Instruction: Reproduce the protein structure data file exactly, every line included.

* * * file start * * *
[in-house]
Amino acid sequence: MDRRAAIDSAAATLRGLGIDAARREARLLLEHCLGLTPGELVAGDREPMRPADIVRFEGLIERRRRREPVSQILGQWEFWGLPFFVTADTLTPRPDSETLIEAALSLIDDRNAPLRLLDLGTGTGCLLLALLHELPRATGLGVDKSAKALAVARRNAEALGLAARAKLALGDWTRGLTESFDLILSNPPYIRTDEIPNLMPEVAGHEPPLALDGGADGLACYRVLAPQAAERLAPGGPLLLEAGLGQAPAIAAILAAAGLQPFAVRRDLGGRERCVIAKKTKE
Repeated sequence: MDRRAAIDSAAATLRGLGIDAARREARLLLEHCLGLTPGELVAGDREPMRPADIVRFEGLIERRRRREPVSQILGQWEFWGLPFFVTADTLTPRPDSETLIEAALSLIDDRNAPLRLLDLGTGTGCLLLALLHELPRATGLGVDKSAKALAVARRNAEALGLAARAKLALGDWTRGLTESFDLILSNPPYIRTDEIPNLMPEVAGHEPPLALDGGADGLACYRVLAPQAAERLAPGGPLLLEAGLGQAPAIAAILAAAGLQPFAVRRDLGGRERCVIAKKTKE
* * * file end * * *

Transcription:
[in-house]
Amino acid sequence: MDRRAAIDSAAATLRGLGIDAARREARLLLEHCLGLTPGELVAGDREPMRPADIVRFEGLIERRRRREPVSQILGQWEFWGLPFFVTADTLTPRPDSETLIEAALSLIDDRNAPLRLLDLGTGTGCLLLALLHELPRATGLGVDKSAKALAVARRNAEALGLAARAKLALGDWTRGLTESFDLILSNPPYIRTDEIPNLMPEVAGHEPPLALDGGADGLACYRVLAPQAAERLAPGGPLLLEAGLGQAPAIAAILAAAGLQPFAVRRDLGGRERCVIAKKTKE
Repeated sequence: MDRRAAIDSAAATLRGLGIDAARREARLLLEHCLGLTPGELVAGDREPMRPADIVRFEGLIERRRRREPVSQILGQWEFWGLPFFVTADTLTPRPDSETLIEAALSLIDDRNAPLRLLDLGTGTGCLLLALLHELPRATGLGVDKSAKALAVARRNAEALGLAARAKLALGDWTRGLTESFDLILSNPPYIRTDEIPNLMPEVAGHEPPLALDGGADGLACYRVLAPQAAERLAPGGPLLLEAGLGQAPAIAAILAAAGLQPFAVRRDLGGRERCVIAKKTKE